A Wimbledon mental health charity won gold at the Design Business Association (DBA) for its app which helps teenagers manage urges to self-harm.
The Design Effectiveness Awards were hosted on June 12 by BBC London News presenter Alice Bhandhukravi, and stem4’s Calm Harm app was entered by design agency HMA.
Dr Vish Retnasingham at Groves Medical Centre in New Malden, Kingston, has been a GP for 13 years. He said dealing with mental health is hard for GPs and recommended Calm Harm to a 13-year-old patient.
He said: “ Usually the family comes in when worried about their child.
“People use self-harming as a way of releasing tension and stress, and Calm Harm helps people work though exercises to understand their feelings.
“I would also refer the patient to Kingston’s Single Point of Access (SPA) Team for assessment but there are waiting times, so using a validated app like this can help in the meantime.
“I wouldn’t just recommend the app alone; the patient should also have this multi-disciplinary team assessment.”
BRINGING CALM: The app encourages teenagers to reflect on their behaviour
Consultant clinical psychologist Dr Nihara Krause has 30 years’ experience and formed stem4 after supporting students at a Merton school more than nine years ago when a 15-year-old student died after struggling with an eating disorder.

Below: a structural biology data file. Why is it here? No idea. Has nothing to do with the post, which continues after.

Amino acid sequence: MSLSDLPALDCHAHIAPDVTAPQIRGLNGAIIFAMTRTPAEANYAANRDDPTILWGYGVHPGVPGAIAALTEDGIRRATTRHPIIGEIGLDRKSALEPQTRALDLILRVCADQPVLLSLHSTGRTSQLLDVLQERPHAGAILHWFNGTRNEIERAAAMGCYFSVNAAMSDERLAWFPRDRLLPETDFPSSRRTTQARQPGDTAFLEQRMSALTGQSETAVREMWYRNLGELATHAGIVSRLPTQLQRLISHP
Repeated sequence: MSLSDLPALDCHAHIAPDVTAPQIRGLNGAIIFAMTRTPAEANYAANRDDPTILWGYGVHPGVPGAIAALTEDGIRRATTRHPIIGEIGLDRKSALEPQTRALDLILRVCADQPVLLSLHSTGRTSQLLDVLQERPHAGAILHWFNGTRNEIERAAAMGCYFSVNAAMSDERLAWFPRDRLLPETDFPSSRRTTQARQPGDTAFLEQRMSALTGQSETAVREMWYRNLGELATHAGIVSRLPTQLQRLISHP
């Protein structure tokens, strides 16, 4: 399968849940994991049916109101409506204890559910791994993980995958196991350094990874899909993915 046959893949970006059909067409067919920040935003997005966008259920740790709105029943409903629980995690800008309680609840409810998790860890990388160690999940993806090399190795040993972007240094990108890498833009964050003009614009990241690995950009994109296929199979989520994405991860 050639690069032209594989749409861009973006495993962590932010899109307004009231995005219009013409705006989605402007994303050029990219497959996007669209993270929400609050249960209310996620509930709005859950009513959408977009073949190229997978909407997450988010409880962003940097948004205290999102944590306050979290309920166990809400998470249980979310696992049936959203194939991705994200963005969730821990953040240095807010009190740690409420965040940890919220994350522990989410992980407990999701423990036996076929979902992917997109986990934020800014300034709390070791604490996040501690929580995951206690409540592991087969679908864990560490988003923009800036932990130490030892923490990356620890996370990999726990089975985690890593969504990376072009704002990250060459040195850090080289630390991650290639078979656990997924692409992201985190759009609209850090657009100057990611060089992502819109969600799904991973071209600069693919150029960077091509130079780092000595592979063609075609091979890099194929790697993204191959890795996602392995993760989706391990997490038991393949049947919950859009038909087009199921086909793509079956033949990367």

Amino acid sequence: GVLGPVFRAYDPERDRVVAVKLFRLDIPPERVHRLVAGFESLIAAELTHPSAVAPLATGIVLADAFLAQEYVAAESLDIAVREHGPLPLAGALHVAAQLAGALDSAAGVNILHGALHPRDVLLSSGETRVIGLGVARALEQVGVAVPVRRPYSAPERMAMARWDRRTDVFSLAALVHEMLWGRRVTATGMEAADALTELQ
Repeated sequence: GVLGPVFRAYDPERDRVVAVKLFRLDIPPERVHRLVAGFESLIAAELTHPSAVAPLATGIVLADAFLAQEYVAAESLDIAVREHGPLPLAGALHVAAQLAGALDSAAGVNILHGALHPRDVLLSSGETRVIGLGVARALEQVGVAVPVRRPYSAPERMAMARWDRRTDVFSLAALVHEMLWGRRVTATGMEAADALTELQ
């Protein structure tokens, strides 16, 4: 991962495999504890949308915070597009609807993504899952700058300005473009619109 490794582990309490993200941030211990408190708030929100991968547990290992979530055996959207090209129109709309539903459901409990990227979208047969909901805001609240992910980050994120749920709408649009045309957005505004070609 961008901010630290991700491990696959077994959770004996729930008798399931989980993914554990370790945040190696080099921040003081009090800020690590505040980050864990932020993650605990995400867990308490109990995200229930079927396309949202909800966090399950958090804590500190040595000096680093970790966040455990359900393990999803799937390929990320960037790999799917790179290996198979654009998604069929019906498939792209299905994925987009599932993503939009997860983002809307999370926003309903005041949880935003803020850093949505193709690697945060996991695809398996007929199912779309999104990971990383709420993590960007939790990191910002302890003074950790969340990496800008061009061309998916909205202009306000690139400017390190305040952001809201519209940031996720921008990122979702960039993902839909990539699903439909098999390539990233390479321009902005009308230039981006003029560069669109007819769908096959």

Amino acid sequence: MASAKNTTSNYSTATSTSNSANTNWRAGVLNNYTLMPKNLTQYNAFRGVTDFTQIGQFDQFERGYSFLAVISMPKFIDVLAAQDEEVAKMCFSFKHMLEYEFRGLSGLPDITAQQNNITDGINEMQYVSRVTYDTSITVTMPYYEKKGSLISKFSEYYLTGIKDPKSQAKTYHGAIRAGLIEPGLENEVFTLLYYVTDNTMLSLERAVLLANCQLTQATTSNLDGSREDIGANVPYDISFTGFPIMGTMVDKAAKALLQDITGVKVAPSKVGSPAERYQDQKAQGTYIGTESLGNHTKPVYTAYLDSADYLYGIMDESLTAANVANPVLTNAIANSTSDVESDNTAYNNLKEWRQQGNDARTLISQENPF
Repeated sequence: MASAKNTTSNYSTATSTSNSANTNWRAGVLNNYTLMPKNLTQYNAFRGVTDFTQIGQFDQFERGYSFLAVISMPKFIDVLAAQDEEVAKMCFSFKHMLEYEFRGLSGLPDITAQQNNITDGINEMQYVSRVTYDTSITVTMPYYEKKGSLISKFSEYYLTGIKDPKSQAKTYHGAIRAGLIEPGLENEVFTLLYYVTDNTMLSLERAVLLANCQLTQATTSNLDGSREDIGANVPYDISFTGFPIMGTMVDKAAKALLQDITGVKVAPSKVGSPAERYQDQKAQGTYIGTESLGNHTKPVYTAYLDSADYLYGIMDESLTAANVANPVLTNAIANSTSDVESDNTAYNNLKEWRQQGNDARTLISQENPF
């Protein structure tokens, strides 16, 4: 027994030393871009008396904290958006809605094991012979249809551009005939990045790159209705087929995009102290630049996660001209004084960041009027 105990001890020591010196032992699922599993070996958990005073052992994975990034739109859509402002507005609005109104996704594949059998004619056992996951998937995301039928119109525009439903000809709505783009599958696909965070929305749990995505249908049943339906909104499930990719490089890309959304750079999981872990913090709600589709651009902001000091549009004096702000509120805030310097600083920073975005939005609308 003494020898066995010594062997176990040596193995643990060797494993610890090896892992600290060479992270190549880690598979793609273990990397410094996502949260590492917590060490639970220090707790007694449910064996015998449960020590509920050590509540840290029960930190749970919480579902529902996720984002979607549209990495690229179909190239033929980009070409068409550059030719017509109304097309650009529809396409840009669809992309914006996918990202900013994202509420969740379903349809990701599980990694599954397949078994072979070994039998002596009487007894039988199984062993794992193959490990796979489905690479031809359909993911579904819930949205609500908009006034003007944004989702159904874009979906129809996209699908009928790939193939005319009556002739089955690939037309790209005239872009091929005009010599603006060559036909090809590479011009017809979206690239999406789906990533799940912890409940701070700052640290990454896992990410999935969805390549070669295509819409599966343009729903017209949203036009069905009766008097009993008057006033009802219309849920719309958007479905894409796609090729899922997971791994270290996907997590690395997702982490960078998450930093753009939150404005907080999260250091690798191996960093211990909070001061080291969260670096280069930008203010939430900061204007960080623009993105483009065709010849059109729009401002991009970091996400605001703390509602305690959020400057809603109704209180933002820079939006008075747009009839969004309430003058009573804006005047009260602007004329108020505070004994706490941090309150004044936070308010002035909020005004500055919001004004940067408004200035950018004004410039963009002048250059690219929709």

She said: “Calm Harm does not diagnose anything; it uses a form of cognitive behavioural therapy so is based on scientific principles and to helps young people manage a difficult behaviour.
“It doesn’t replace the job of a mental health professional but gets users to reflect on their behaviour.”
India, 16, told the DBA she uses the app, which was redeveloped 18 month ago, when feeling the urge to self-harm and keeps a journal of what triggers her feelings.
The app has been downloaded around a million times across 171 countries. It is used anonymously and provides breathing and distraction exercises.
Working with secondary schools, parents and GPs in south west London, stem4 delivers digital information workshops which also focus on eating disorders, anxiety, depression and addiction.
The DBA awards gold to outstanding projects with evidence of ‘exceptional results’ having a powerful business or societal impact.
The NHS Long Term Plan pledged £1.25 billion to support improvements in Children and Young People’s Mental Health Services (CYPMHS) by 2020, with £150 million for eating disorder services.
Find more Calm Harm information here.
Feature image shows (left to right): stem4 founder Dr Nihara Krause, HMA managing director Nicola Tiffany and DBA chief executive Deborah Dawton. Credit: Oleg at Event Photographer London